Sigmund Freud originally developed the concept of denial as a defense mechanism. Denial involves the rejection of a fact that is too painful for a person to accept.
Elisabeth Kubler-Ross expanded upon Freud’s model and proposed that denial is the first stage in accepting one’s death. Denial is now widely accepted as a common stage or aspect of grief.
Sigmund Freud’s Model
Freud argued that there are three types of denial:
1. Simple denial occurs when someone denies that something unpleasant is happening. For example, a person with terminal cancer might deny that he/she is going to die.
2. Minimization occurs when a person admits an unpleasant fact while denying its seriousness. A person about to get divorced might, for example, brush the divorce off as no big deal.
3. Projection occurs when a person admits both the seriousness and reality of an unpleasant fact but blames someone else. For example, the cancer patient might insist that his or her doctor is providing inadequate care and that a different doctor could provide a different outcome.
Grief Modelanger, bargaining, depression, and acceptance. A grieving person may not necessarily proceed through these stages in this order, and the grieving person may go back and forth between stages. For example, a person whose partner is dying might first deny that the partner is dying, then become angry, and then begin bargaining with the doctor to get different treatment, before returning again to the denial phase.
Other Types of Denial
Several mental health experts have expanded upon Freud’s model to incorporate other forms of denial, including:
- Denial of denial: the denial of the unpleasant fact and the insistence that one is not experiencing denial.
- Denial of cycle: the inability to acknowledge what is happening. A domestic violence victim, for example, might deny that his or her spouse previously engaged in behavior that led to abuse.
- Denial of responsibility: the failure to recognize a person’s culpability in an unpleasant event caused by that person. For example, a driver who hit and injured another person might deny the impact of the accident, deny responsibility, or even justify his or her actions.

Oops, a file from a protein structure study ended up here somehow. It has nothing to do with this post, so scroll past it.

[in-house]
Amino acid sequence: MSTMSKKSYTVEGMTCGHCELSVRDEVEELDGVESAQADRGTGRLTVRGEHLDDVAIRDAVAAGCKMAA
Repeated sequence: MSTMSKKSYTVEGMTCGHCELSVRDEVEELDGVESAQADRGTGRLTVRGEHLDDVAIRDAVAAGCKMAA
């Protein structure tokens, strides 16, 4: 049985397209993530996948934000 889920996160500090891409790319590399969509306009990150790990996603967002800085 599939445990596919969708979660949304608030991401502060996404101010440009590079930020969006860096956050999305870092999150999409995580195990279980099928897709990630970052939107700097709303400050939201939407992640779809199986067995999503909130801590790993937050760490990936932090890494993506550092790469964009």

- American Psychological Association. APA concise dictionary of psychology. Washington, DC: American Psychological Association, 2009. Print.
- Colman, A. M. (2006). Oxford dictionary of psychology. New York, NY: Oxford University Press.
Last Updated: 06-15-2018
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Avril SimeOctober 31st, 2015 at 1:03 AM
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JerriOctober 21st, 2016 at 4:05 AM
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Trubie Irene M.March 17th, 2019 at 9:40 PM
I just had to put my 13 yr old fur baby to sleep, had cancer among a bunch of other things I had become disabled myself and didn’t notice something happened while I was in physical rehabilitation for 23 days didn’t know he got hurt which infection and how we found cancer. I feel like I killed my child how can I deal with that, I feel like taking my life because I ultimately took his he did have a voice I had to trust what someone else tells you. How do I do this without taking myself out to be with my baby. And my other dog Duke I had both of those dogs 14 and 13 yrs. God help me forgive myself for putting my baby down before I put myself down just to be with him….
The GoodTherapy.org TeamMarch 18th, 2019 at 9:08 AM
Dear Trubie Irene,
Thank you for your comment. We wanted to provide links to some resources that may be relevant to you here. We have more information about what to do in a crisis at http://www.goodtherapy.org/in-crisis.html.
The GoodTherapy Team
Lisa VSeptember 15th, 2019 at 9:40 PM
I hope you didn’t mean what you said. You gave your pet 13 years of good life. It was old and that’s why it got sick, to begin with. It’s natural to feel your pet is as difficult or worse than losing a human because essentially they are so close to you, everyday. Think that your pet would not want you to be sad. Get another pet and transfer your love to it. There are many in the pound that need your help. Save a life.
IrenabelleNovember 6th, 2019 at 3:37 PM
bruh what is psychology
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